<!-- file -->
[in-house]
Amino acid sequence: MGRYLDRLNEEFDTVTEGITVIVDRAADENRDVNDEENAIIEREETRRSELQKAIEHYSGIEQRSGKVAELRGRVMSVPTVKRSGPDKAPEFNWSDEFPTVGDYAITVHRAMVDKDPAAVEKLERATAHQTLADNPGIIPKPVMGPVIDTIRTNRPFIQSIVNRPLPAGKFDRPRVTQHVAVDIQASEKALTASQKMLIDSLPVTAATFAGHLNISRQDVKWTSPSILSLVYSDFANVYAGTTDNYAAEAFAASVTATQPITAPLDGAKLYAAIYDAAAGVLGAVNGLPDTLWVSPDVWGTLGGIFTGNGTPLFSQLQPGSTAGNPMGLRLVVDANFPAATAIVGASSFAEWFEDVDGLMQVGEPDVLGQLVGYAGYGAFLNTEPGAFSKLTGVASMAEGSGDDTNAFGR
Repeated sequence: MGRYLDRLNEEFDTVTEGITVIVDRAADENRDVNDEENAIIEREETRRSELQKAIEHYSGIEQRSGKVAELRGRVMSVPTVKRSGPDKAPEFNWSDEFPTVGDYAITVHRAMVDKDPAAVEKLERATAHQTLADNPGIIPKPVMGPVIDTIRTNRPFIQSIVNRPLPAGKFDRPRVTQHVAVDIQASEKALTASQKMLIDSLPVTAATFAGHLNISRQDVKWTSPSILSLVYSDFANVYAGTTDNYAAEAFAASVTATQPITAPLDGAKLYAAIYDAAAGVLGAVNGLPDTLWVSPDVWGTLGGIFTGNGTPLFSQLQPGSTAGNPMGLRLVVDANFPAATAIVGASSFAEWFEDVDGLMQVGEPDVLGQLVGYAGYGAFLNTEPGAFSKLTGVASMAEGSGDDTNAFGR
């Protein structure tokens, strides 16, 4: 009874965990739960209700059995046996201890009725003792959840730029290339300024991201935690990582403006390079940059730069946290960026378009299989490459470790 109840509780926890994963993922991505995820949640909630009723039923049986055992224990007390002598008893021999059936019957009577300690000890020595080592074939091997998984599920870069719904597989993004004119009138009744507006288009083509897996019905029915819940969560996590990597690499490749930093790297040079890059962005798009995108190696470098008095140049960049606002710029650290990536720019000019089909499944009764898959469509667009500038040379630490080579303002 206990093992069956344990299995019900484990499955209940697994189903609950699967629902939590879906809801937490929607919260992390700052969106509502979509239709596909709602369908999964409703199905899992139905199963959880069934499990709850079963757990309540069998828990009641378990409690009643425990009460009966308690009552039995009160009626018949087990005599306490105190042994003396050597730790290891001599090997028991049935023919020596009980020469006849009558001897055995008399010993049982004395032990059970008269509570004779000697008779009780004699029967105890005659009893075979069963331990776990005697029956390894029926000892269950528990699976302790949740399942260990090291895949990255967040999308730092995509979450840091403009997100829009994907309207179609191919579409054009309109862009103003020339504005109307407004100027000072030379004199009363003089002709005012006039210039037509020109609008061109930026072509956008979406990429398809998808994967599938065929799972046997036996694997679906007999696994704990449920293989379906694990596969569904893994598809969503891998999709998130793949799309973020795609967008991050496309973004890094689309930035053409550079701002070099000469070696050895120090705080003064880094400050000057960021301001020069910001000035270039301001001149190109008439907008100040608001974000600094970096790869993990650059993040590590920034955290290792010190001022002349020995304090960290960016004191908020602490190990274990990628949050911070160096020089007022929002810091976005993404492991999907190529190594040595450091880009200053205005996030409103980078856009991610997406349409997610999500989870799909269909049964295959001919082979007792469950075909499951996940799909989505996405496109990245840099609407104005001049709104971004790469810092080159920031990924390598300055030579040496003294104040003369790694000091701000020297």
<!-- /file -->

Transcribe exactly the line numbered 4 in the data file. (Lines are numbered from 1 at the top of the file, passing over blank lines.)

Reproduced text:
């Protein structure tokens, strides 16, 4: 009874965990739960209700059995046996201890009725003792959840730029290339300024991201935690990582403006390079940059730069946290960026378009299989490459470790 109840509780926890994963993922991505995820949640909630009723039923049986055992224990007390002598008893021999059936019957009577300690000890020595080592074939091997998984599920870069719904597989993004004119009138009744507006288009083509897996019905029915819940969560996590990597690499490749930093790297040079890059962005798009995108190696470098008095140049960049606002710029650290990536720019000019089909499944009764898959469509667009500038040379630490080579303002 206990093992069956344990299995019900484990499955209940697994189903609950699967629902939590879906809801937490929607919260992390700052969106509502979509239709596909709602369908999964409703199905899992139905199963959880069934499990709850079963757990309540069998828990009641378990409690009643425990009460009966308690009552039995009160009626018949087990005599306490105190042994003396050597730790290891001599090997028991049935023919020596009980020469006849009558001897055995008399010993049982004395032990059970008269509570004779000697008779009780004699029967105890005659009893075979069963331990776990005697029956390894029926000892269950528990699976302790949740399942260990090291895949990255967040999308730092995509979450840091403009997100829009994907309207179609191919579409054009309109862009103003020339504005109307407004100027000072030379004199009363003089002709005012006039210039037509020109609008061109930026072509956008979406990429398809998808994967599938065929799972046997036996694997679906007999696994704990449920293989379906694990596969569904893994598809969503891998999709998130793949799309973020795609967008991050496309973004890094689309930035053409550079701002070099000469070696050895120090705080003064880094400050000057960021301001020069910001000035270039301001001149190109008439907008100040608001974000600094970096790869993990650059993040590590920034955290290792010190001022002349020995304090960290960016004191908020602490190990274990990628949050911070160096020089007022929002810091976005993404492991999907190529190594040595450091880009200053205005996030409103980078856009991610997406349409997610999500989870799909269909049964295959001919082979007792469950075909499951996940799909989505996405496109990245840099609407104005001049709104971004790469810092080159920031990924390598300055030579040496003294104040003369790694000091701000020297």